Saturday, February 26, 2011

Seth Godin's definition of art and artist

Seth Godin’s Definition of ‘Art’

February 19th, 2011 by Michelle Basic Hendry
Arthur Lismer
Arthur Lismer, Sombre Isle of Pic, Lake Superior, 1927;
Collection of the Winnipeg Art Gallery

What is Art?

The topic of Seth Godin’s last blog post and his definition of ‘art’ and ‘artist’ in his recent book “Linchpin” has proven touchy in the fine art community.
It’s not the medium or the oil or the price or whether it hangs on a wall or you eat it. What matters, what makes it art, is that the person who made it overcame the resistance, ignored the voice of doubt and made something worth making.
~ Seth Godin
Some time ago when I first read Seth’s controversial interpretation, I found a discussion in the comments section of the Fine Art Views Blog.  The whole idea was making some wonder if their ‘identity’ was threatened or that the meaning of ‘artist’ was in some way being diminished. If anybody can be called an artist in any form of work – what are we?
I shared my thoughts at the time, but, when the topic came up again today, it stuck with me yet again. Clearly I had not resolved it in my own mind. I went so far as to leave the post up in my-e-mail all day.
I was updating my website tonight (I am in the middle of a switch) and I was moving over one of my favourite quotes. I immediately ran back to my e-mail and realized that it seems that one of Canada’s most innovative ‘artists’ of the 20th century agreed with Mr. Godin:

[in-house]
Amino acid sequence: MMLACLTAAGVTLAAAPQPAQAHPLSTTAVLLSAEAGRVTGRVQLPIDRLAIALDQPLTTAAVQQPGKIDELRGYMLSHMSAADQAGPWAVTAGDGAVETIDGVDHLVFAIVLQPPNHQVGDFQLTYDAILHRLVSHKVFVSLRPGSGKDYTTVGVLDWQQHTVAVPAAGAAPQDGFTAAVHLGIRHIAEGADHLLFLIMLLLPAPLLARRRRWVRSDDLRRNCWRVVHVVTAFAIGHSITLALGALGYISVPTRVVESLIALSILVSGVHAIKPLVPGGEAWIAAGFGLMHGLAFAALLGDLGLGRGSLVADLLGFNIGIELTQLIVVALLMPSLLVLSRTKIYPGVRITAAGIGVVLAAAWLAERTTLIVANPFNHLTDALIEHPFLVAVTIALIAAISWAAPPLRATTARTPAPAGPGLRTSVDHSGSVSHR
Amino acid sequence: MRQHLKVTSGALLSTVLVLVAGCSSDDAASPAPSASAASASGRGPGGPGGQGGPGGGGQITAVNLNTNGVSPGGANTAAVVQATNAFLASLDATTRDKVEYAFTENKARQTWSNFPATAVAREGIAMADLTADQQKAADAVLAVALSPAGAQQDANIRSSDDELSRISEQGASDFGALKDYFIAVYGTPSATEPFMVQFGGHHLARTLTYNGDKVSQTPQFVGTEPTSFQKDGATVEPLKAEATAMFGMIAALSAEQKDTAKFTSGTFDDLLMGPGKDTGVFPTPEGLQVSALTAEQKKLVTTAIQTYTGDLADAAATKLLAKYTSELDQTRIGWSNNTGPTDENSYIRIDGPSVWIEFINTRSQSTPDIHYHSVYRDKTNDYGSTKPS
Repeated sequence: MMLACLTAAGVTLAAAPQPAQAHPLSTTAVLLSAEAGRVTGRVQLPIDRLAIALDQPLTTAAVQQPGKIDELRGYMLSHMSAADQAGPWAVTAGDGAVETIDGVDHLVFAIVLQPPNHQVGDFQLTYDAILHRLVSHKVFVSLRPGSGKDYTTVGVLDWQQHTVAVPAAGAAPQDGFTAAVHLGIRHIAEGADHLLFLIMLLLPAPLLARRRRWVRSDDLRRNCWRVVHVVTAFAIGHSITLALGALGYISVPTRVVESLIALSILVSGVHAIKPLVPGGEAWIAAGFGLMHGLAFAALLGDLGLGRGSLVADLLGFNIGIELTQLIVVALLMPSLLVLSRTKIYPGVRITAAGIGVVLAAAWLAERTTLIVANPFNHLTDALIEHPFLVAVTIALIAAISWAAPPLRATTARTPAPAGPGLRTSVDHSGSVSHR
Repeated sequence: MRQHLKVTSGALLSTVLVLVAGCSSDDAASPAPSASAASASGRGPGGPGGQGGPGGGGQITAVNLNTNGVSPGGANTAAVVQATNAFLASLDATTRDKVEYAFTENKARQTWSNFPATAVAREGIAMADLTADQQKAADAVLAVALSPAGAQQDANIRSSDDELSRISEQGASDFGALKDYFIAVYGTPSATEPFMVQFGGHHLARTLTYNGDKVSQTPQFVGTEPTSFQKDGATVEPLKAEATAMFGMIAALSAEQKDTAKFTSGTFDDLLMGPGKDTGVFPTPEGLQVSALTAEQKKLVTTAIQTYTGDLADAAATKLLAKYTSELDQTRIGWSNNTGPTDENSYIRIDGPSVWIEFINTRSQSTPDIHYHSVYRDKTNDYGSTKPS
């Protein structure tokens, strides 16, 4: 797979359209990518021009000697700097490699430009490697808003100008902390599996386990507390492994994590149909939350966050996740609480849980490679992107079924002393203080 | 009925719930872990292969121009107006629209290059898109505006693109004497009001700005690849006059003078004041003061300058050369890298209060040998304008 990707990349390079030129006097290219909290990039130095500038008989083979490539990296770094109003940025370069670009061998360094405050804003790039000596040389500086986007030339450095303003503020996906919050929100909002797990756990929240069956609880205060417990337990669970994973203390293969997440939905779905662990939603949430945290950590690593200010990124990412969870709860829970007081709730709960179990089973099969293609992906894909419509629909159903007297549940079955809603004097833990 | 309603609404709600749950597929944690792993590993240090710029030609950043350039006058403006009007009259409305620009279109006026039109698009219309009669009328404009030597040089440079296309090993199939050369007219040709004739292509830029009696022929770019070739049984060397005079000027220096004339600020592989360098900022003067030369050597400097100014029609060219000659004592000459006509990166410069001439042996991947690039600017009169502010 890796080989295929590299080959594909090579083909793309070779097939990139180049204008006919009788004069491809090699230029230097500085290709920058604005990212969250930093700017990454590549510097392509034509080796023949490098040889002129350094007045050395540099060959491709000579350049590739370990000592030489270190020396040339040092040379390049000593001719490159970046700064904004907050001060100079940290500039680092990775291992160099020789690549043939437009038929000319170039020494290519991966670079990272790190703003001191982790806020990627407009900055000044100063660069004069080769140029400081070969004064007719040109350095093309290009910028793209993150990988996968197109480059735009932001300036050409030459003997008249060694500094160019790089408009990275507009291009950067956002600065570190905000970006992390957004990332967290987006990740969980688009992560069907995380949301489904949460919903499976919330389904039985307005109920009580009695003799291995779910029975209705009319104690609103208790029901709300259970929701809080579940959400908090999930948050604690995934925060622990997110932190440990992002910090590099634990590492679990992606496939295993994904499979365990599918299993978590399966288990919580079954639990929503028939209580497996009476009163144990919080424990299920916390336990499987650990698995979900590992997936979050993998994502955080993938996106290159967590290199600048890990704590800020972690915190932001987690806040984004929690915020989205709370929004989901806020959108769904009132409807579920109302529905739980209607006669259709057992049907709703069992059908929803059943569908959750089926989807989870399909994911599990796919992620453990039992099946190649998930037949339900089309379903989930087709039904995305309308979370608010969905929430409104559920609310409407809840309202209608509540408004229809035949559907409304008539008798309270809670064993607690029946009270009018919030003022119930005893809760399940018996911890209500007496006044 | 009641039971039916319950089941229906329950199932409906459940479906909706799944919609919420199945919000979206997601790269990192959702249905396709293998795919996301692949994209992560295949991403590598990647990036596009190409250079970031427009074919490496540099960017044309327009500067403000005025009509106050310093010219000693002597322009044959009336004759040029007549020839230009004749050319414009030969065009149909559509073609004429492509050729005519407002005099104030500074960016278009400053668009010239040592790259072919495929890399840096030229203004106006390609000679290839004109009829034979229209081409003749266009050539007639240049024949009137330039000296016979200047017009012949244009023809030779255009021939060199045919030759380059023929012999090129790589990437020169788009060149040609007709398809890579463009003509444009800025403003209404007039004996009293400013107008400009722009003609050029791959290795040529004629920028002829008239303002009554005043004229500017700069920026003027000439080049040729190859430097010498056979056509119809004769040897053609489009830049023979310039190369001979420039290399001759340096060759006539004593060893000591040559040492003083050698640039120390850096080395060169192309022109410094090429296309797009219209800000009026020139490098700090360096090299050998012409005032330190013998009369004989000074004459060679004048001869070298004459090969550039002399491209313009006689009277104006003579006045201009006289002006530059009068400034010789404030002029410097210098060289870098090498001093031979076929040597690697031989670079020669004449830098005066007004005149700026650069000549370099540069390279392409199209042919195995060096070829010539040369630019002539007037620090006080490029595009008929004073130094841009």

Inside each one of us is an artist. . . . And that’s what an artist is, a child who has never lost the gift of looking at life with curiosity and wonder. Art is not the exclusive possession of those who can draw, write poems, make music, or design buildings. It belongs to all those who can see their way through all things with imagination.
~ Arthur Lismer
Arthur Lismer (1885-1969) was one of the founding members of the Canadian Group of Seven – a group of fine artists that changed painting in Canada and helped Canadians find their identity in their landscapes. These artists/painters risked criticism and overcame resistance in their communities. If Lismer can so broadly define ‘artist’ then why can’t we?
To anyone who lives and acts with imagination – thank you for sharing your art.

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